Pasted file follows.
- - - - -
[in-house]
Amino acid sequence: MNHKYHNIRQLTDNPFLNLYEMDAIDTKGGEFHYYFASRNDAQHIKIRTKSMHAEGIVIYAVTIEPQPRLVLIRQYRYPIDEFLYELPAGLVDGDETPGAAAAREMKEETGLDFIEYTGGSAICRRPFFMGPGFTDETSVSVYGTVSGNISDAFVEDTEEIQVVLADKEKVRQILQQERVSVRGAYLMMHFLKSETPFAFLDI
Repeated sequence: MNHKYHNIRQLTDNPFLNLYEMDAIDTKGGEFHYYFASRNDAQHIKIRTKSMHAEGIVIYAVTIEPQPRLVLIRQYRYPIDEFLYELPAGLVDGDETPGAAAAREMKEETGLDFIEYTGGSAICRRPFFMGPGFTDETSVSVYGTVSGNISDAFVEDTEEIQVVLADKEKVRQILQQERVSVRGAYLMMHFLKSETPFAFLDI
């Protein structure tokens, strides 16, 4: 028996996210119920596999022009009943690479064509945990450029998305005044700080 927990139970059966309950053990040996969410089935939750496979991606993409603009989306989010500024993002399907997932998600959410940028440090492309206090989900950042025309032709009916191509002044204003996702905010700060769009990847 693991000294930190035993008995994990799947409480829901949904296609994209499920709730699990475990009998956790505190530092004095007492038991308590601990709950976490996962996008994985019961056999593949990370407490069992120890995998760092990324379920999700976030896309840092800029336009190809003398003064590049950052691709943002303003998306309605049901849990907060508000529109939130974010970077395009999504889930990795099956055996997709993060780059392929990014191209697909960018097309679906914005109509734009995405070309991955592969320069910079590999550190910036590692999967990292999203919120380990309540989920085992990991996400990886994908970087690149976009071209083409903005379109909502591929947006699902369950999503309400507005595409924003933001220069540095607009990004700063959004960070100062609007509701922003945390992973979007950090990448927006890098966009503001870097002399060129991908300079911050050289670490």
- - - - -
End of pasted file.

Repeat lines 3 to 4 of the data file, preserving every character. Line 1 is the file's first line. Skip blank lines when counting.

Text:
Repeated sequence: MNHKYHNIRQLTDNPFLNLYEMDAIDTKGGEFHYYFASRNDAQHIKIRTKSMHAEGIVIYAVTIEPQPRLVLIRQYRYPIDEFLYELPAGLVDGDETPGAAAAREMKEETGLDFIEYTGGSAICRRPFFMGPGFTDETSVSVYGTVSGNISDAFVEDTEEIQVVLADKEKVRQILQQERVSVRGAYLMMHFLKSETPFAFLDI
């Protein structure tokens, strides 16, 4: 028996996210119920596999022009009943690479064509945990450029998305005044700080 927990139970059966309950053990040996969410089935939750496979991606993409603009989306989010500024993002399907997932998600959410940028440090492309206090989900950042025309032709009916191509002044204003996702905010700060769009990847 693991000294930190035993008995994990799947409480829901949904296609994209499920709730699990475990009998956790505190530092004095007492038991308590601990709950976490996962996008994985019961056999593949990370407490069992120890995998760092990324379920999700976030896309840092800029336009190809003398003064590049950052691709943002303003998306309605049901849990907060508000529109939130974010970077395009999504889930990795099956055996997709993060780059392929990014191209697909960018097309679906914005109509734009995405070309991955592969320069910079590999550190910036590692999967990292999203919120380990309540989920085992990991996400990886994908970087690149976009071209083409903005379109909502591929947006699902369950999503309400507005595409924003933001220069540095607009990004700063959004960070100062609007509701922003945390992973979007950090990448927006890098966009503001870097002399060129991908300079911050050289670490």